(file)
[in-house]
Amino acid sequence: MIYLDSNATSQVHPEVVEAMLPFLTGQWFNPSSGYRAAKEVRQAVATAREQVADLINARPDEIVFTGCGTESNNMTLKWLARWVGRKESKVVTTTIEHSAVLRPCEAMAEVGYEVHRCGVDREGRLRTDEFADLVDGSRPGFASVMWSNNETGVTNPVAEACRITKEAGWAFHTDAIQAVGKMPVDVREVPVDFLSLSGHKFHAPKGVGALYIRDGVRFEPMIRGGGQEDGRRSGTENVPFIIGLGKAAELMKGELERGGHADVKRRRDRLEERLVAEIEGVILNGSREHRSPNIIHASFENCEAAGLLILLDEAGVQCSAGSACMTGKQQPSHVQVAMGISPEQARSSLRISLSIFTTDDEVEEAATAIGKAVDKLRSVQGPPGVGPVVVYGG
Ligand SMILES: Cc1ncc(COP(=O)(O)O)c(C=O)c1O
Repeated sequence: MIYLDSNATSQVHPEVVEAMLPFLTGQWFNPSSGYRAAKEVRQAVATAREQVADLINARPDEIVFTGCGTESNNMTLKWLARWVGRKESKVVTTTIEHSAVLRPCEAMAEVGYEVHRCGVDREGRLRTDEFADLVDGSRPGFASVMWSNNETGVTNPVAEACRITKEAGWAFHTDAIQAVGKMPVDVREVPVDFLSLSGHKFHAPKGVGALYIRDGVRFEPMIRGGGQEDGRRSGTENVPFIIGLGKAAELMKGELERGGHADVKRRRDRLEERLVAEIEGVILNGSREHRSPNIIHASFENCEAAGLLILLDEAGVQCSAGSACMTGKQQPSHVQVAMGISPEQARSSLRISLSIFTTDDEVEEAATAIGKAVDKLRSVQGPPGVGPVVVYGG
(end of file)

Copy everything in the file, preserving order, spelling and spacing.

[in-house]
Amino acid sequence: MIYLDSNATSQVHPEVVEAMLPFLTGQWFNPSSGYRAAKEVRQAVATAREQVADLINARPDEIVFTGCGTESNNMTLKWLARWVGRKESKVVTTTIEHSAVLRPCEAMAEVGYEVHRCGVDREGRLRTDEFADLVDGSRPGFASVMWSNNETGVTNPVAEACRITKEAGWAFHTDAIQAVGKMPVDVREVPVDFLSLSGHKFHAPKGVGALYIRDGVRFEPMIRGGGQEDGRRSGTENVPFIIGLGKAAELMKGELERGGHADVKRRRDRLEERLVAEIEGVILNGSREHRSPNIIHASFENCEAAGLLILLDEAGVQCSAGSACMTGKQQPSHVQVAMGISPEQARSSLRISLSIFTTDDEVEEAATAIGKAVDKLRSVQGPPGVGPVVVYGG
Ligand SMILES: Cc1ncc(COP(=O)(O)O)c(C=O)c1O
Repeated sequence: MIYLDSNATSQVHPEVVEAMLPFLTGQWFNPSSGYRAAKEVRQAVATAREQVADLINARPDEIVFTGCGTESNNMTLKWLARWVGRKESKVVTTTIEHSAVLRPCEAMAEVGYEVHRCGVDREGRLRTDEFADLVDGSRPGFASVMWSNNETGVTNPVAEACRITKEAGWAFHTDAIQAVGKMPVDVREVPVDFLSLSGHKFHAPKGVGALYIRDGVRFEPMIRGGGQEDGRRSGTENVPFIIGLGKAAELMKGELERGGHADVKRRRDRLEERLVAEIEGVILNGSREHRSPNIIHASFENCEAAGLLILLDEAGVQCSAGSACMTGKQQPSHVQVAMGISPEQARSSLRISLSIFTTDDEVEEAATAIGKAVDKLRSVQGPPGVGPVVVYGG